Currently, one of the most significant controversies in American politics has to do with the discussion of the 2013 budget. The conservative party, the Republicans, wants to cut spending and, where possible, cut taxes, which they say will boost the economy. They also want to modify benefit programs such as Medicare and Social Security, because without changes, they will bankrupt the government within a matter of decades. The liberal party, the Democrats, wants to raise taxes to narrow the government debt while making more limited spending changes, and have not yet addressed the benefit programs. The Republican budget leader is Representative Paul Ryan, and recently President Obama made a speech delivering a strong rebuke to Rep. Ryan’s budget, calling it “social Darwinism.” Several different commentators have later come out on different sides of the President’s speech.
This activity will introduce students to the President’s speech, as well as a response from one commentator on each side of the speech. Then, students will identify the specific arguments, with support points, from all three pieces. Finally, students will construct their own responses, using the facts they have gleaned as evidence.
Step 1: Introduce students to the speech by presenting a summary of the budget controversy. Then, play President Obama’s speech for the class. Ask the class to take notes of specific points of fact, as well as points of opinion, using a T-chart to separate the two.
Step 2: Distribute copies of these two editorials from the New York Times. David Brooks’ editorial criticizes the President’s speech for distorting facts, while Paul Krugman’s editorial is squarely in the President’s corner. Have students read each article, highlighting for relevant facts, and making note of each writer’s opinion.
Step 3: Move to a whole-class discussion of all three pieces, allowing all students to demonstrate their understanding of the main facts and opinions presented in all three pieces.
Step 4: Have students write a response piece of their own, for submission at the next class. This piece should state the writer’s opinion about the budget controversy, using points from all three pieces to bolster its argument.
The purpose for adding the written component to this classroom activity is to complete the cognitive cycle that began with the first encounter with President Obama’s speech. For the students to gain the full benefit of learning to construct an argument, it is not enough for the students to listen to the speech, read the two responses, and then engage in a discussion after the fact. While those processes are also important, and while those processes can serve as foundational building blocks for writing, they are not the same as writing. As Janet Emig argues, “Writing is originating and creating a unique verbal construct that is graphically recorded (p. 8). Talking is similar, because it is still necessary to originate and build a structure of meaning for the listener. However, writing is different than talking in some crucial ways.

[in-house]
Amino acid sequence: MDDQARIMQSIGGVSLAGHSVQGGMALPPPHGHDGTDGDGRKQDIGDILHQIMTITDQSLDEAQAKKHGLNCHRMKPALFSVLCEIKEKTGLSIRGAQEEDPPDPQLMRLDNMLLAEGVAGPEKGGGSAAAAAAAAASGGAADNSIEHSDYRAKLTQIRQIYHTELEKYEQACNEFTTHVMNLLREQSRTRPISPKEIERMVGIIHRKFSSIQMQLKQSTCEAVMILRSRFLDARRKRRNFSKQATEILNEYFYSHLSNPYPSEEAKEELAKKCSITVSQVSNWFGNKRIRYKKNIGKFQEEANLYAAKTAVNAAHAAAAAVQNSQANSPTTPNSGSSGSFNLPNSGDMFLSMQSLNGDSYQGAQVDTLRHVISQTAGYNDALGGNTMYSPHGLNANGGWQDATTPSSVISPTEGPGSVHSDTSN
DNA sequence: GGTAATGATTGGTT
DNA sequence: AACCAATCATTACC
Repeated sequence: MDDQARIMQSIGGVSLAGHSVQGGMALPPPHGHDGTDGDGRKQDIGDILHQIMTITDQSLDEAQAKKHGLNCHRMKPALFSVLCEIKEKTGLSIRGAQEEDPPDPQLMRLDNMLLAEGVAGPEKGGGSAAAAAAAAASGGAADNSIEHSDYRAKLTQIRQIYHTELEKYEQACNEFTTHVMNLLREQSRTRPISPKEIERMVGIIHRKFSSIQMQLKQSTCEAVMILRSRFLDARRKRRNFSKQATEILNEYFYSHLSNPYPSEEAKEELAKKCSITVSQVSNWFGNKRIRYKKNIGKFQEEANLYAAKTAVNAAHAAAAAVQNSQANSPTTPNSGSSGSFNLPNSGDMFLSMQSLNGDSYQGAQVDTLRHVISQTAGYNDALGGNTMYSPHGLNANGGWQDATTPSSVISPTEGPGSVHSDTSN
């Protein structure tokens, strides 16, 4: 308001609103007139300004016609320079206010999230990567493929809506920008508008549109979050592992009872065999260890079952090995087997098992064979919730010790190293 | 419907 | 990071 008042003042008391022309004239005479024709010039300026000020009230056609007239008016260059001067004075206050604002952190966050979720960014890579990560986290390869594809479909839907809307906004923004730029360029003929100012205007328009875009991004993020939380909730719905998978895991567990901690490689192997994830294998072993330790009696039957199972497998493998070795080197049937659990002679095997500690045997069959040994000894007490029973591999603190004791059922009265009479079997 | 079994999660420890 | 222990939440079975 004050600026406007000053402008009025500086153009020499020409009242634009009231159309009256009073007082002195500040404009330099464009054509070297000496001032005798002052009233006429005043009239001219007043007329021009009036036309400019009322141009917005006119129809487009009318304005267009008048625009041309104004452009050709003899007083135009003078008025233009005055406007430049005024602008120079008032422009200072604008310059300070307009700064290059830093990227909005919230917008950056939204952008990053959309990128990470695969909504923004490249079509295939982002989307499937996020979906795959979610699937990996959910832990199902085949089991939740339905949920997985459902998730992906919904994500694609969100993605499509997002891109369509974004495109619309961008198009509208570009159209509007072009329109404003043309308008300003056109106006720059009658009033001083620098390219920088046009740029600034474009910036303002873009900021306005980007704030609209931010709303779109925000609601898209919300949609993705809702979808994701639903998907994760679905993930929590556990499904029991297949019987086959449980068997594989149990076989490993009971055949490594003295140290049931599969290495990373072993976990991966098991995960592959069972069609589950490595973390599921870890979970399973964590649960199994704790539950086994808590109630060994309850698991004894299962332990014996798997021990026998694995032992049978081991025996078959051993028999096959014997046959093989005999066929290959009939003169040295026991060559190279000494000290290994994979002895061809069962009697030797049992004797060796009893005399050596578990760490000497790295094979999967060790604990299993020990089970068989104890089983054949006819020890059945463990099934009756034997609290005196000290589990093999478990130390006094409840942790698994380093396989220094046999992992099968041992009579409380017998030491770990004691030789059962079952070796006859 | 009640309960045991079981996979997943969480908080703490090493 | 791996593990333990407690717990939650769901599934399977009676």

First, writing requires that one interact with reality in three different ways at the same time. We deal with reality enactively (by performing actions), iconically (using images to represent experiences) and symbolically (placing ideas into words) (Emig, p. 10). All three of those events happen at once when we take pen in hand (or sit down at the keyboard). We are literally performing an action by writing or typing; we turn abstract experiences into visual images in our minds, as we visualize those events from the past (or the examples that we are building into ideas); and we take all of those ideas and convert them into words.
Consider the activity presented in Part I. Listening to the speech will require that the student take the spoken word and convert it into a series of ideas, ideally by taking notes. This will be the first part of the writing process and involves taking past experiences and abstractions and converting them into usable chunks of information for later assimilation into an essay. Listening to the speech critically in this fashion is likely to produce a response of some sort in the student. Reading the two other responses will give the students alternate representations of the viewpoints that the President expressed, along with opinions supporting and questioning those viewpoints. Then, the student will take the speech and the (now) three responses (the student’s own visceral response, along with the two writers’ editorial responses, and combine them into a cogent paper on the topic. Depending on the exposure that the student has had to the budgeting process so far, it may be necessary for him or her to consult additional sources about the budget controversy, in order to render an answer that is topical and addresses the issues as they appear at the present time. Because, as Emig asserts, writing “involves the fullest possible functioning of the brain” (pp. 10-11), it is a necessary capstone to bring all of the other activities in the lesson to their fruition.
Emig, Janet. “Writing as a Mode of Learning.” In Cross-Talk in Comp Theory, Victor
Villaneuva, ed. Urbana, Illinois: National Council of Teachers of English, 2003.